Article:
US ‘Global Train and Equip’ Projects Experience ‘Persistent Issues’: GAO

The US Government Accountability Office (GAO) has found that one of the country’s largest international security cooperation programs experienced delivery delays and unreliable equipment provision.

Called the “Global Train and Equip” program, the initiative provides training, services, and equipment to 90 partner nations to support their defense capabilities.

The US Department of Defense (DoD) has allocated $5.6 billion to support projects under the program.

However, according to the government watchdog, roughly 75 percent of the projects between fiscal 2018 and 2022 were delayed when compared to the Pentagon’s submitted timeline.

“Specifically, 82 percent of equipment deliveries, 68 percent of training deliveries, 72 percent of services deliveries, and 95 percent of small-scale construction deliveries were delayed,” the GAO wrote.

It also noted that nearly 55 percent of equipment delivery delays were completed at least one year behind schedule.

‘Unsuitable, Unreliable Equipment’

The GAO report revealed that two out of six Global Train and Equip projects failed to improve the capabilities of partner forces because of the provision of “unsuitable” and “unreliable” equipment.

One example is an unspecified $7.6-million project to supply ground sensors to an allied force, but the systems were “not suited” for the environment they were deployed in.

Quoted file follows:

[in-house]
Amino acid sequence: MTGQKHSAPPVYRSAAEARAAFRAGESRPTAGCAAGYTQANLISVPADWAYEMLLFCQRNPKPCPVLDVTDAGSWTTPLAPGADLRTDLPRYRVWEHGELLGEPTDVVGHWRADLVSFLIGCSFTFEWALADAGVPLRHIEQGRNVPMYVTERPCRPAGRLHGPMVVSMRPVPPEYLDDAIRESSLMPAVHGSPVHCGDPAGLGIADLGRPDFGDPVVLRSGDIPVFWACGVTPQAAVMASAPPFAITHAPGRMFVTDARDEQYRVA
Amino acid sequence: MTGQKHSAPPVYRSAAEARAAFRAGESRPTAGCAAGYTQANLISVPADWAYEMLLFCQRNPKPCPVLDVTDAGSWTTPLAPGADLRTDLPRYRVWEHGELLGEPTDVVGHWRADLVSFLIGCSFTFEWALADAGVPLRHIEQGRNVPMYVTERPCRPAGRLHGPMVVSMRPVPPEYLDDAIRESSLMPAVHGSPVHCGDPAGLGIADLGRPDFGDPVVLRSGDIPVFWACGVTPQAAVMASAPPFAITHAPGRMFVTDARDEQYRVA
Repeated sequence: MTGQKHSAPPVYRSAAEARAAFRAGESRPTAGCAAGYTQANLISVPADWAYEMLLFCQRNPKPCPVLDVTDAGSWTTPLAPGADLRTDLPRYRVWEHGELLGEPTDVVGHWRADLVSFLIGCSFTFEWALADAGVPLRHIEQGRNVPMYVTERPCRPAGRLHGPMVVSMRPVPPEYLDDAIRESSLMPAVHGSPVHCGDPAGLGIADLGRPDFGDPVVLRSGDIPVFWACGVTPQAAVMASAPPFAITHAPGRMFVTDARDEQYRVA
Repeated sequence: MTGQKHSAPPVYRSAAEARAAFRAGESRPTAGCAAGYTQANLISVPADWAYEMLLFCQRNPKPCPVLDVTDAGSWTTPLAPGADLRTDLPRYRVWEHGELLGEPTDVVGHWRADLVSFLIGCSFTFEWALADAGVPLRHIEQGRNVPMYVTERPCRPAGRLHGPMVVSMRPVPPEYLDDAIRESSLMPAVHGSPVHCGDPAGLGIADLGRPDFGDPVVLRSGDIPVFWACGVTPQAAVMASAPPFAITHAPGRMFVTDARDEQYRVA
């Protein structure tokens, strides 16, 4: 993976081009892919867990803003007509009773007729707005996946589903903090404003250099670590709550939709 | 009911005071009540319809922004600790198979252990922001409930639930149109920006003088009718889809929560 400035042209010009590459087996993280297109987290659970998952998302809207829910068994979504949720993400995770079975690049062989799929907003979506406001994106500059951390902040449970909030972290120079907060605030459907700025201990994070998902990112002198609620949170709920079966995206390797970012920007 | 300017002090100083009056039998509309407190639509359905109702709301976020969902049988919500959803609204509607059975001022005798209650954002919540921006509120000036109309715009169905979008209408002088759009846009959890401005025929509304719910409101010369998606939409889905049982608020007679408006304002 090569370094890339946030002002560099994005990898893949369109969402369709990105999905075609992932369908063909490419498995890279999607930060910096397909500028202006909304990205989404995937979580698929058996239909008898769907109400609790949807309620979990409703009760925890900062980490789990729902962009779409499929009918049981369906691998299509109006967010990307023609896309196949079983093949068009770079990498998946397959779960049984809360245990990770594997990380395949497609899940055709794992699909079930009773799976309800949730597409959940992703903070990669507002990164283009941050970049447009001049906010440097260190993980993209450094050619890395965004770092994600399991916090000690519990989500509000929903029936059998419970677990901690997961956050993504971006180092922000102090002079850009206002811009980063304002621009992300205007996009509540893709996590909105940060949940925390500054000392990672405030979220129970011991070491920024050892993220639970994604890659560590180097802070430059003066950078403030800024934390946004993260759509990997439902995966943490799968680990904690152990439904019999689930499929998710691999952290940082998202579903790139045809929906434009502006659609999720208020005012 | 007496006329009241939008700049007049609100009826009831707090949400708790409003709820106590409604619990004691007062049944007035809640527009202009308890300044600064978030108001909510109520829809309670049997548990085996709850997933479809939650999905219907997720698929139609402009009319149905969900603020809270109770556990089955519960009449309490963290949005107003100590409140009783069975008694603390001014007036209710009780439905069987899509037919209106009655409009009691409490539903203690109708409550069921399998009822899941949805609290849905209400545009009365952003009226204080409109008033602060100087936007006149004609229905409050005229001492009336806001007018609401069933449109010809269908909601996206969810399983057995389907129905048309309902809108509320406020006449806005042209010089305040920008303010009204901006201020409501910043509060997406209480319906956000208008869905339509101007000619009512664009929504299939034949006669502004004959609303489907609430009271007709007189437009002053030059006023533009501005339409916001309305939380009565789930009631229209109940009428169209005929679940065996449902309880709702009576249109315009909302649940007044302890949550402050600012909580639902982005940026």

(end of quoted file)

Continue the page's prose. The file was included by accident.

The office said the sensors only functioned for three months before becoming inoperative “because of factors such as insufficient battery life, damage to ground wiring by local fauna, and sensor failures in extreme temperatures.”

Another incident involved $12 million mobile border security system trailers provided to a partner nation, which the GAO said were “unreliable.”

The trailer reportedly functioned for only three months because of problems with electrical generators and damage sustained during shipping.


The GAO provided the US DoD and the State Department with 10 recommendations to address what it called “persistent issues.”

Among the proposed solutions was for the defense secretary to ensure that the Defense Security Cooperation Agency works with implementing agencies to identify and analyze the factors contributing to delivery delays.

They were also told to take important steps to improve the quality of Global Train and Equip projects, and conduct thorough evaluations to better align with international best practices.

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